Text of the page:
'I forced myself to eat spicy food'

'I forced myself to eat spicy food'

Expatriates love Bangalore for its cosmopolitan lifestyle, salubrious environment, food and people. Angela Carson, an expat from California, shares her experiences here.

When she moved to Bangalore from California 15 months ago with her daughter, 41-year-old Angela Carson had no idea what was in store for her. The single mother randomly started an online blog on her first day here and consciously avoided all expat clubs because she was bent on making Indian friends.

Today, her blog gets between 1,200 and 3,000 hits a day. She is also currently in talks with literary agents for publishing her book, titled ‘Insider Guide to India’, on her experiences here.

After moving here, she recalls eating alone with her laptop every night for the first five weeks. “My very first friend was DJ Yon, who was resident DJ at Skyye then. He introduced me to so many wonderful bars, restaurant owners, DJs and page 3 folks in town,” says Angela.

“I didn’t struggle at all when I first arrived. I forced myself to eat spicy food, brushed my teeth with tap water from the start and tried out all the new things I could. There are a lot of cultural differences, but I adapted and tried to understand them by writing about them,” she adds.

After getting accustomed to the City’s ways, her focus moved to finding a job. Carson presently leads a marketing and communication team for Vee Technologies, a BPO where she is the only foreigner among 2,000 employees. “I was the first foreigner to ever be hired by this company in its Indian offices.

I have an all-male team and there are only two other women on the management team but I’ve never felt any rivalry or negative energy. I’m probably treated slightly better than other people because I’m white but I can’t change that,” she says.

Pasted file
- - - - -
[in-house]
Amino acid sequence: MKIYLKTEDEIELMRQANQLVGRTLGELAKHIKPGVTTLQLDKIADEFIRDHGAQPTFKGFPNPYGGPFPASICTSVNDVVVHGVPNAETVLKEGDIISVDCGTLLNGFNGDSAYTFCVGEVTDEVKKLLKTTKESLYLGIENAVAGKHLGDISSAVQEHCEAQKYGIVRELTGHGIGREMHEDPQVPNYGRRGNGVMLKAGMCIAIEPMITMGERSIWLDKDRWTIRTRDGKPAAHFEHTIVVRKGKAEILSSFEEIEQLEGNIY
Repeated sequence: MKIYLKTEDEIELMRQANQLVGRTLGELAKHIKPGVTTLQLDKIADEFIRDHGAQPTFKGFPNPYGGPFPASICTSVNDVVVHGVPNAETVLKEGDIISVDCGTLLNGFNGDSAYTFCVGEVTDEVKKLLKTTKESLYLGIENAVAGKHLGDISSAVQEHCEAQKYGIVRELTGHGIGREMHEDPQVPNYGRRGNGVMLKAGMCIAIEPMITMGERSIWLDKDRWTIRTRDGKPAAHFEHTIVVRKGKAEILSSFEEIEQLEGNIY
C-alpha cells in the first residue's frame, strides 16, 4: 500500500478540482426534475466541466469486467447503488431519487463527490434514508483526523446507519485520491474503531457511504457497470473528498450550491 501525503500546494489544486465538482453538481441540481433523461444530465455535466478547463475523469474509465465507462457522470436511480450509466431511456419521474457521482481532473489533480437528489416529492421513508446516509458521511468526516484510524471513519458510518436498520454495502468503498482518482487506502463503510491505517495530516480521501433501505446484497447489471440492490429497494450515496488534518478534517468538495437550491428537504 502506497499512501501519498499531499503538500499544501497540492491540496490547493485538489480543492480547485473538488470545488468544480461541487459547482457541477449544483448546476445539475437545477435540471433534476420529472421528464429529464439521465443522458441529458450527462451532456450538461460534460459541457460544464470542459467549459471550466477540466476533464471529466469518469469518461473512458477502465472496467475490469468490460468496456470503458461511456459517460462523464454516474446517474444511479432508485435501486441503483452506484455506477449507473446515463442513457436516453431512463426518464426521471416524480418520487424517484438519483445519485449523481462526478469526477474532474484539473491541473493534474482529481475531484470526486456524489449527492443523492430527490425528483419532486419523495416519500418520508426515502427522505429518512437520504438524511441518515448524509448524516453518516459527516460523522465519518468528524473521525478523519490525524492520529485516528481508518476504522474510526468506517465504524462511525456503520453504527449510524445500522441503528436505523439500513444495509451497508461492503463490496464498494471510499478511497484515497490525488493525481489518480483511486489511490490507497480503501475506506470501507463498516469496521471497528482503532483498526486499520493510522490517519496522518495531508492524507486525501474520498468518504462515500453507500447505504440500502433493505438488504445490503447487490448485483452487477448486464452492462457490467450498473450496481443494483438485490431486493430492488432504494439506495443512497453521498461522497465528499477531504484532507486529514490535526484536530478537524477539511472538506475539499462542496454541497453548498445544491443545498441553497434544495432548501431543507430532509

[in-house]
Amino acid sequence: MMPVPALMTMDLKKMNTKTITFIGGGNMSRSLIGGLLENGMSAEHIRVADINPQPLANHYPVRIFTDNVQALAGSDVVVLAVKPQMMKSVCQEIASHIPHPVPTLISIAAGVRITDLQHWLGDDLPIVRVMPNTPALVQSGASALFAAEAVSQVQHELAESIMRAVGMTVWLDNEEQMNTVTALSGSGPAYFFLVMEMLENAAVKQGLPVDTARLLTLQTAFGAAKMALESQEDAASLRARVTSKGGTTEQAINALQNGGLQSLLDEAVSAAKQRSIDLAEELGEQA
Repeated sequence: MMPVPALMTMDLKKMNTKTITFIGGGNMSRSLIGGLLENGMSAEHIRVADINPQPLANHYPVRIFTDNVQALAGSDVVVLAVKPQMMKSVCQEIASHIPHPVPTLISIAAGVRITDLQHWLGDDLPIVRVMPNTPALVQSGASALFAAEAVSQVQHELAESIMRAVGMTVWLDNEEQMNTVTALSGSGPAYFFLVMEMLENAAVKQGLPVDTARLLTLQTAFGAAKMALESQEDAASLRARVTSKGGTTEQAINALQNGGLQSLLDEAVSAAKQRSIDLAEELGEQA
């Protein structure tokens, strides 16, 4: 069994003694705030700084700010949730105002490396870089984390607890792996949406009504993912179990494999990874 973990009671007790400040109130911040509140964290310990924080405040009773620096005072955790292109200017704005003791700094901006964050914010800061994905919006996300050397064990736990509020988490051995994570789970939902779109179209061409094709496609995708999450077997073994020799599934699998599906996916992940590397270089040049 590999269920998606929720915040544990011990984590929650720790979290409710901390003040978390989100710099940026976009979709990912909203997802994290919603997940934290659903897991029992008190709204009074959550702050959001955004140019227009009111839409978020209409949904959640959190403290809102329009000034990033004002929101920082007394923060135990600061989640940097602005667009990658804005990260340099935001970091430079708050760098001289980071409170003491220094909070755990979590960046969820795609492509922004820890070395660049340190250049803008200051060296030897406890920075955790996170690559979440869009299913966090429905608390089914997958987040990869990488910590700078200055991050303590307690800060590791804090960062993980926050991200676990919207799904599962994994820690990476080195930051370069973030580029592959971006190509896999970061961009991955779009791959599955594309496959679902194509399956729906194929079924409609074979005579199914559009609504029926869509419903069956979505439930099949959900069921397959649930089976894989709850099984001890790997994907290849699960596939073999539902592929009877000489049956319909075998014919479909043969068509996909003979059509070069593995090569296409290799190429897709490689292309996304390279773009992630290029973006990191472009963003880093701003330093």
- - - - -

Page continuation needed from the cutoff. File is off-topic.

Having worked with high tech start-ups since the beginning of her career, Carson had something unique to bring to the table. “I understand the nuances of communicating with different regions because I’ve travelled and worked in the tech world in California and across Europe. I guess that’s what sets me apart,” she shares.

When it comes to her financial condition in this country, Angela has no complaints despite the fact that she is now working part time and earning one-sixth of what she did before she came here.

“I struggle to make ends meet every month and am trying hard to remedy my financial situation. Luckily for me, my blog has become popular enough to get me invited to many social events. I’m viewed as a part of the media now,” she says with pride. Many companies invite her to write about their events. “This helps me stay social on a shoestring budget,” she adds.

Angela even experienced what a lot of people simply talk about — being deported! “Last year, in between jobs, I was actually deported from India after being given a week’s notice. Back then, I got really lucky because I had just negotiated my package with my company and was able to go back to Spain — where I used to live — fix my visa, and return with my daughter. It was quite an experience.

I never thought of someone like me, at the level I am in my career, being deported! But I sorted it out and found my way back home to Bangalore within weeks,” reminisces Carson.

Unlike a lot of the foreigners who come to India, she doesn’t consider herself a ‘hippie’ in the least. “I haven’t taken a single yoga or meditation class nor have I any interest in “finding myself” at the moment,” she laughs.

So what is her next move? “I love it in India and will be happy here for years to come.  I would never move back to the US unless I’m really forced to for financial reasons. Once India and I are done with one another, I hope to find a new adventure to follow in a new country,” says Carson, excitement oozing out of her voice.

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